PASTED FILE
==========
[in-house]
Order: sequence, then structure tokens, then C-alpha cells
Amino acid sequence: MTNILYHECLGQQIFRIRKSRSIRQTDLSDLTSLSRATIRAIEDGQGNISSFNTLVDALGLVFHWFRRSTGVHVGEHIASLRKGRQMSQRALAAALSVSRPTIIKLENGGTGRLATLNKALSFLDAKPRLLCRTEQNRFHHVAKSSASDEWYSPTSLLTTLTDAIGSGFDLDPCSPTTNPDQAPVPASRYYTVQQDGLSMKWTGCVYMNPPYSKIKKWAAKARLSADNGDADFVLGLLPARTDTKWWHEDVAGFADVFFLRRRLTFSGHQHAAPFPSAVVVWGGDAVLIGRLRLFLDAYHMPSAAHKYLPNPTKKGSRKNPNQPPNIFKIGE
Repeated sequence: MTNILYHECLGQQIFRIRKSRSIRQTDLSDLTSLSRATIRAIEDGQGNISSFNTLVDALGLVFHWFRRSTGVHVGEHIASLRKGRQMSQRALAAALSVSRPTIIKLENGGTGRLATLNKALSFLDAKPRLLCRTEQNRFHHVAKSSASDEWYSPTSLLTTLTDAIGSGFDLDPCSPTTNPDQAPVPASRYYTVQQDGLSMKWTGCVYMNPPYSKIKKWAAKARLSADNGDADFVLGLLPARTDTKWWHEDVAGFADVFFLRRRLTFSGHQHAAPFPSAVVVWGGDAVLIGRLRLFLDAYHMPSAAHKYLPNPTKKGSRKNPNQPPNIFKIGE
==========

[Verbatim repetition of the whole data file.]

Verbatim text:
[in-house]
Order: sequence, then structure tokens, then C-alpha cells
Amino acid sequence: MTNILYHECLGQQIFRIRKSRSIRQTDLSDLTSLSRATIRAIEDGQGNISSFNTLVDALGLVFHWFRRSTGVHVGEHIASLRKGRQMSQRALAAALSVSRPTIIKLENGGTGRLATLNKALSFLDAKPRLLCRTEQNRFHHVAKSSASDEWYSPTSLLTTLTDAIGSGFDLDPCSPTTNPDQAPVPASRYYTVQQDGLSMKWTGCVYMNPPYSKIKKWAAKARLSADNGDADFVLGLLPARTDTKWWHEDVAGFADVFFLRRRLTFSGHQHAAPFPSAVVVWGGDAVLIGRLRLFLDAYHMPSAAHKYLPNPTKKGSRKNPNQPPNIFKIGE
Repeated sequence: MTNILYHECLGQQIFRIRKSRSIRQTDLSDLTSLSRATIRAIEDGQGNISSFNTLVDALGLVFHWFRRSTGVHVGEHIASLRKGRQMSQRALAAALSVSRPTIIKLENGGTGRLATLNKALSFLDAKPRLLCRTEQNRFHHVAKSSASDEWYSPTSLLTTLTDAIGSGFDLDPCSPTTNPDQAPVPASRYYTVQQDGLSMKWTGCVYMNPPYSKIKKWAAKARLSADNGDADFVLGLLPARTDTKWWHEDVAGFADVFFLRRRLTFSGHQHAAPFPSAVVVWGGDAVLIGRLRLFLDAYHMPSAAHKYLPNPTKKGSRKNPNQPPNIFKIGE